Sklar’s theorem as stated below was proved in [BDS20] by following the arguments for the finite dimensional assertion in [RÜS09]. Here we give an alternative proof for the infinite dimensional setting using a topological argument as in [DFS13].

###### Theorem 3.2 (Sklar’s Theorem).

Let be a probability measure with marginal one-dimensional distributions . There exists a copula measure , such that for each , we have

 FCJ((Fμj(xj))j∈J)=FμJ((xj)j∈J) (3.1)

for all . Moreover, is unique if is continuous for each . Vice versa, let be a copula measure on and let be a collection of (one-dimensional) Borel probability measures over . Then there exists a unique probability measure , such that (3.1) holds.

## 4. Topological Properties of Copulas and a Proof of Sklar’s Theorem

The collection , where each is considered as a topological space with the topology of weak convergence, is a topological inverse system with the projections for and , . Moreover, observe that each is a Hausdorff space, since it is metrizable by the Prohorov metric (c.f. [SS05, Theorem 4.2.5]). The space of consistent families of probability measures is a topological inverse limit, equipped with the corresponding inverse limit topology. The space of probability measures on has via its finite-dimensional distributions a one-to-one correspondence with this family of consistent finite-dimensional distributions, and hence there is a natural bijection between and .

We equip the space with the topology of weak convergence of the finite dimensional distributions, which we define as follows:

###### Definition 4.1.

The topology of convergence of the finite dimensional distributions on is defined as the topology such that .

with this topology is by definition a topological inverse limit. Define also . Certainly, we have

 C(¯RI)≅lim←C(¯RJ) (4.1)

with the corresponding topologies.

The following result contains among other things the topological proof of Sklar’s theorem 3.2.

###### Theorem 4.2.

The following statements hold.

1. with the topology of weak convergence of the finite dimensional distributions is a Hausdorff space

2. The space of consistent copulas is compact with respect to the topology of convergence of finite dimensional distributions.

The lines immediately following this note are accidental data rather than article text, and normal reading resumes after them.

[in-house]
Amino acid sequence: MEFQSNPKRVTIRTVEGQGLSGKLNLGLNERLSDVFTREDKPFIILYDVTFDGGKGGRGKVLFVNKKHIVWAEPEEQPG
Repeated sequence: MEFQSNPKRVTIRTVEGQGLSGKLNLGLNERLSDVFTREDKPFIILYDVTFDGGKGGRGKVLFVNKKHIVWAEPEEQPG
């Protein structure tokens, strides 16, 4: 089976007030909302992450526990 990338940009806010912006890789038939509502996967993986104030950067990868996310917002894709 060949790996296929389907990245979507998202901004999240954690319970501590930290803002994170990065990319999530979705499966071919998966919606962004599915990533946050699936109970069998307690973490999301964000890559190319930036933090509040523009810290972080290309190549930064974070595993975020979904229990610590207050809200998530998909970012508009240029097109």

3. For a copula measure on and (one-dimensional) Borel probability measures over the push-forward measure

 μ:=((F[−1]μi)i∈I)∗C (4.2)

satisfies (3.1).

4. If we equip with the product topology of weak convergence on each and the topology of convergence of the finite dimensional distributions on and , then the mapping given by

 Φ(C,(μi)i∈I):=((F[−1]μi)i∈I)∗C

is continuous and surjective. In particular, Sklar’s theorem holds.

###### Proof.

(1) Since products of Hausdorff spaces are Hausdorff and is homeomorphic to a subset of a product of Hausdorff spaces, it is Hausdorff.

(2) We know by [DFS12, Thm. 3.3] that every is compact with respect to the topology of weak convergence on . Tychonoff’s Theorem guarantees also that is compact with respect to the product topology on . Therefore, as is closed by Lemma 2.1, we obtain that is compact, since it is homeomorphic to an intersection of a closed and a compact set in the product topology.

(3) This corresponds to the second part of Sklar’s theorem and the proof can be conducted analogously to the one in [BDS20]. Therefore, it is enough to see that

 ([0,Fμj(xj)])j∈J∖((F[−1]μj)−1(−∞,x1])j∈J

is a -nullset for all , , since then we immediately obtain

 CJ(((F[−1]μj)−1(−∞,x1])j∈J)=CJ(([0,Fμj(xj)])j∈J)=FCJ(Fμj((xj))j∈J).

(4) Define by

 ϕJ(C,(μi)i∈I):=Φ(C,(μi)i∈I)J,

which is well defined by (3). Since the finite-dimensional distributions of a law are consistent, forms a compatible family. Define analogously for also by

 ~ϕJ(CJ,(μj)j∈J)=(F[−1]μj)j∈J)∗CJ.

This is by Sklar’s theorem in finite-dimensions surjective and by [SEM04, Thm. 2] also continuous. Hence is continuous and surjective, since both, and are. must be the uniquely induced continuous mapping by the family by the universality property of the inverse limit. Moreover, since by [SS05, Corollary 4.2.6] is compact and by (2) also is compact, we have that is compact by Tychonoff’s theorem. The continuity of implies therefore that is compact, hence closed. Since moreover Lemma 2.2 implies that is dense, we obtain that is surjective and therefore also the first part of Sklar’s theorem holds. The uniqueness of the copulas in the case of continuous marginals follows immediately by Sklar’s theorem in finite dimensions via the uniqueness of the finite dimensional distribution of the corresponding copula measure. ∎

Observe that since is a locally convex Hausdorff space with respect to the topology of weak convergence for each , we obtain that also the inverse limit is locally convex, as it is isomorphic to a subset of the product of locally convex Hausdorff spaces. Hence, as mentioned for instance in [DS15, p.30], since is convex, we have that it is the closure of its extremal points by the Krein-Milman theorem. As mentioned in [BS91] this implies that

 supC∈C(RI)g(C)=supC∈ext(C(RI))g(C)

where denotes the set of extremal points of and is a convex function.

### Acknowledgements

This research was funded within the project STORM: Stochastics for Time-Space Risk Models, from the Research Council of Norway (RCN). Project number: 274410.